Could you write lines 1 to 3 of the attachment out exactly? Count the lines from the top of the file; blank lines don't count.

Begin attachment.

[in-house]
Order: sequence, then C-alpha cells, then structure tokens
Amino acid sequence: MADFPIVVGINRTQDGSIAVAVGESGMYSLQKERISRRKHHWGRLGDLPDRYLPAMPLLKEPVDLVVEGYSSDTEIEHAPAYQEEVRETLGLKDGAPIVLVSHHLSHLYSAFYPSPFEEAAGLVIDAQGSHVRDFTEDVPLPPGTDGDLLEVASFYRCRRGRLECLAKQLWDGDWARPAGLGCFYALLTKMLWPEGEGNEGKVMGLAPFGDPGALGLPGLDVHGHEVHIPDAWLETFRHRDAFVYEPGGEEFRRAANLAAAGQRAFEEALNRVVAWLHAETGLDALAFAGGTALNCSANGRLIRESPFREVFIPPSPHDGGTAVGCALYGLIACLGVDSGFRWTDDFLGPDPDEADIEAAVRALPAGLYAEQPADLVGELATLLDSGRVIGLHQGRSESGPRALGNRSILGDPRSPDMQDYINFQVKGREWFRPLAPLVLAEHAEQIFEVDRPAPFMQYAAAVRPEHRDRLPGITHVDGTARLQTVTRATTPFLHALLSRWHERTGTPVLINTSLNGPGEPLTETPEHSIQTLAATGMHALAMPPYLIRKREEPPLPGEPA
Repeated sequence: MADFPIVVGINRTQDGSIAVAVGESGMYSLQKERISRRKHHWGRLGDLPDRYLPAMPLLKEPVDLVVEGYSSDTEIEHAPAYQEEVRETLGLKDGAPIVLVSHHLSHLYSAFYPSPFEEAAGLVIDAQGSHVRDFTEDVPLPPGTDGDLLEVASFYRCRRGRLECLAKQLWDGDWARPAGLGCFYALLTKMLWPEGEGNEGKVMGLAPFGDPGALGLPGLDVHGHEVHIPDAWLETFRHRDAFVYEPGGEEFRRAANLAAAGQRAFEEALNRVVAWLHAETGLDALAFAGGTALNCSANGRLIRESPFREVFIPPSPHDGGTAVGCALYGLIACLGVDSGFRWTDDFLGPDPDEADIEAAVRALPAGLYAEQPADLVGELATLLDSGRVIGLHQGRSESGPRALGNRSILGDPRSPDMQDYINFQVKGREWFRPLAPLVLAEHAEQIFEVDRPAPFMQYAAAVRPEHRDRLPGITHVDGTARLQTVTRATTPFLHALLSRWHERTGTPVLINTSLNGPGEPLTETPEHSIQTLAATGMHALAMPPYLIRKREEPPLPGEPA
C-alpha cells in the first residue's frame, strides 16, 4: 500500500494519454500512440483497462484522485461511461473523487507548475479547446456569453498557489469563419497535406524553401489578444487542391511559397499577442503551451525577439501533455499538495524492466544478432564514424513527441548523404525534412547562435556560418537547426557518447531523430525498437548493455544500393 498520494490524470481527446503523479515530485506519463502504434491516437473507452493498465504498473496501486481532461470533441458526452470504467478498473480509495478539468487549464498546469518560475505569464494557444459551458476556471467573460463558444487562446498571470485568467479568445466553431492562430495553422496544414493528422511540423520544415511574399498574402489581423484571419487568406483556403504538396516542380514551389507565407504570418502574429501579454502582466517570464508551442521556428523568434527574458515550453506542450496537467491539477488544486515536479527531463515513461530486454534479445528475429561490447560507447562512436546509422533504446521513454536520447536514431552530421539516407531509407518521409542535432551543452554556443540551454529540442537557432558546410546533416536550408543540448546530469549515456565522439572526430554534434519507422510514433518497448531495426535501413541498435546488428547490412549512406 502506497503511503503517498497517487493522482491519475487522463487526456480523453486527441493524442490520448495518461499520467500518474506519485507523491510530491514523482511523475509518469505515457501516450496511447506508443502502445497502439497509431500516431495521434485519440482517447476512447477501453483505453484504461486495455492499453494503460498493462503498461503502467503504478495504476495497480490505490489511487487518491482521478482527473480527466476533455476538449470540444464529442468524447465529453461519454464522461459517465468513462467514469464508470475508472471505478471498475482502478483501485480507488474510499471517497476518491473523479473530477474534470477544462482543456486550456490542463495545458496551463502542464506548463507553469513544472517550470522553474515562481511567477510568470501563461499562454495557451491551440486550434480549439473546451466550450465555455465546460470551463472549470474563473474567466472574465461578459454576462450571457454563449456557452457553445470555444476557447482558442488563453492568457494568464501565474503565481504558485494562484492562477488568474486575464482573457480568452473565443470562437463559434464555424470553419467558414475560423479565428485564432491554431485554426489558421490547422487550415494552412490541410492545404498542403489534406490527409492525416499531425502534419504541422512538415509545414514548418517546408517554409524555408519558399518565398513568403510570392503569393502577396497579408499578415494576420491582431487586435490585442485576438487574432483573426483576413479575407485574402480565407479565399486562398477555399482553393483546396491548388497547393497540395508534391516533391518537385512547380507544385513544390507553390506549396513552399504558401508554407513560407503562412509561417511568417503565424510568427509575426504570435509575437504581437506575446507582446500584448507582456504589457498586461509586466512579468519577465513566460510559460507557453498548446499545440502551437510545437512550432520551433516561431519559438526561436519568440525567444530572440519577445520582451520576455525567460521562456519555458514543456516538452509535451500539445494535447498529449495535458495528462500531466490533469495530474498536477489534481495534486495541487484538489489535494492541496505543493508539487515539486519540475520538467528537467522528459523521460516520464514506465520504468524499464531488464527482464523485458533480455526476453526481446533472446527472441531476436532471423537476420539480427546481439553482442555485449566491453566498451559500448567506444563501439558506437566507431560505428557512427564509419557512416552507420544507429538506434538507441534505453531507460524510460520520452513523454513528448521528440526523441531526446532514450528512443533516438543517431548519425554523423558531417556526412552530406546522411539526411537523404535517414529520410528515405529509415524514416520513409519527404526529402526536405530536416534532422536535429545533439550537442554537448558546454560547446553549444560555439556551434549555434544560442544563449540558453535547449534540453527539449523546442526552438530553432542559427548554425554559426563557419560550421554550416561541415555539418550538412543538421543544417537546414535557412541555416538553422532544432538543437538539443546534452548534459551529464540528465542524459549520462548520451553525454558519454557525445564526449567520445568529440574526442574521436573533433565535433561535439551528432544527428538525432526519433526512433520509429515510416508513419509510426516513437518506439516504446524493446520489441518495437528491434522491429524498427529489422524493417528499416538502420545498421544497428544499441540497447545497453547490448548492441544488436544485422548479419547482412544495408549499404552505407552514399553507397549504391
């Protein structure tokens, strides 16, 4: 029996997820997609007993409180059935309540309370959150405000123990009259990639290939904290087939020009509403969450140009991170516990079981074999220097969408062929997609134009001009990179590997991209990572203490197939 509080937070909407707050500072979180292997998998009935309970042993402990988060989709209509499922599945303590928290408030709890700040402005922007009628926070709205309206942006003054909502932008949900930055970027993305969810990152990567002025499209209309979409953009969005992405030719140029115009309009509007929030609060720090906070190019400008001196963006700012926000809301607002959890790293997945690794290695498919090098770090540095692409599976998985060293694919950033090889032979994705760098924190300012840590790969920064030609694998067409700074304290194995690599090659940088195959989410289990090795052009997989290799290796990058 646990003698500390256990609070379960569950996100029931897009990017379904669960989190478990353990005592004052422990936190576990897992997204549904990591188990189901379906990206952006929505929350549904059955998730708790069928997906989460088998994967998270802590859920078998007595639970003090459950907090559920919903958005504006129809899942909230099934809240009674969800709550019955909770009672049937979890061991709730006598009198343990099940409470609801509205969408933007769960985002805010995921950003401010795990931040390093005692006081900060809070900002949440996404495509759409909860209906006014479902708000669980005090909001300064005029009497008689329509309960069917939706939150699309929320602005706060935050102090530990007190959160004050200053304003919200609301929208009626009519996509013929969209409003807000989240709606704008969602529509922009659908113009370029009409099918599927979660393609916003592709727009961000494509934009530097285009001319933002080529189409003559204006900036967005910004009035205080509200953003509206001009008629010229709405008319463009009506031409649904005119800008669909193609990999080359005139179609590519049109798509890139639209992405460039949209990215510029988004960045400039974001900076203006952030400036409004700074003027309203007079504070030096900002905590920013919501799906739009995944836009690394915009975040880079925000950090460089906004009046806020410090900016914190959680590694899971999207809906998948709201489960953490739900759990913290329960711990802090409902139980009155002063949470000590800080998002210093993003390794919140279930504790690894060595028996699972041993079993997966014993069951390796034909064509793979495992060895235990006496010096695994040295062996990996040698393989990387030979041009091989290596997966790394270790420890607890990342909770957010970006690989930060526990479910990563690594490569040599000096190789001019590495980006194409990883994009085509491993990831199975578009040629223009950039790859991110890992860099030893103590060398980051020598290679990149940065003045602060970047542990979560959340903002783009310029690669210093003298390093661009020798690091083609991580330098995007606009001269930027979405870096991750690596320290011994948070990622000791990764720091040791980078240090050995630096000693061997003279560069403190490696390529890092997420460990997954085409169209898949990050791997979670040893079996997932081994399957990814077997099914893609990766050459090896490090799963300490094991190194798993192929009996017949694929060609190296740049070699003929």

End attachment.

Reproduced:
[in-house]
Order: sequence, then C-alpha cells, then structure tokens
Amino acid sequence: MADFPIVVGINRTQDGSIAVAVGESGMYSLQKERISRRKHHWGRLGDLPDRYLPAMPLLKEPVDLVVEGYSSDTEIEHAPAYQEEVRETLGLKDGAPIVLVSHHLSHLYSAFYPSPFEEAAGLVIDAQGSHVRDFTEDVPLPPGTDGDLLEVASFYRCRRGRLECLAKQLWDGDWARPAGLGCFYALLTKMLWPEGEGNEGKVMGLAPFGDPGALGLPGLDVHGHEVHIPDAWLETFRHRDAFVYEPGGEEFRRAANLAAAGQRAFEEALNRVVAWLHAETGLDALAFAGGTALNCSANGRLIRESPFREVFIPPSPHDGGTAVGCALYGLIACLGVDSGFRWTDDFLGPDPDEADIEAAVRALPAGLYAEQPADLVGELATLLDSGRVIGLHQGRSESGPRALGNRSILGDPRSPDMQDYINFQVKGREWFRPLAPLVLAEHAEQIFEVDRPAPFMQYAAAVRPEHRDRLPGITHVDGTARLQTVTRATTPFLHALLSRWHERTGTPVLINTSLNGPGEPLTETPEHSIQTLAATGMHALAMPPYLIRKREEPPLPGEPA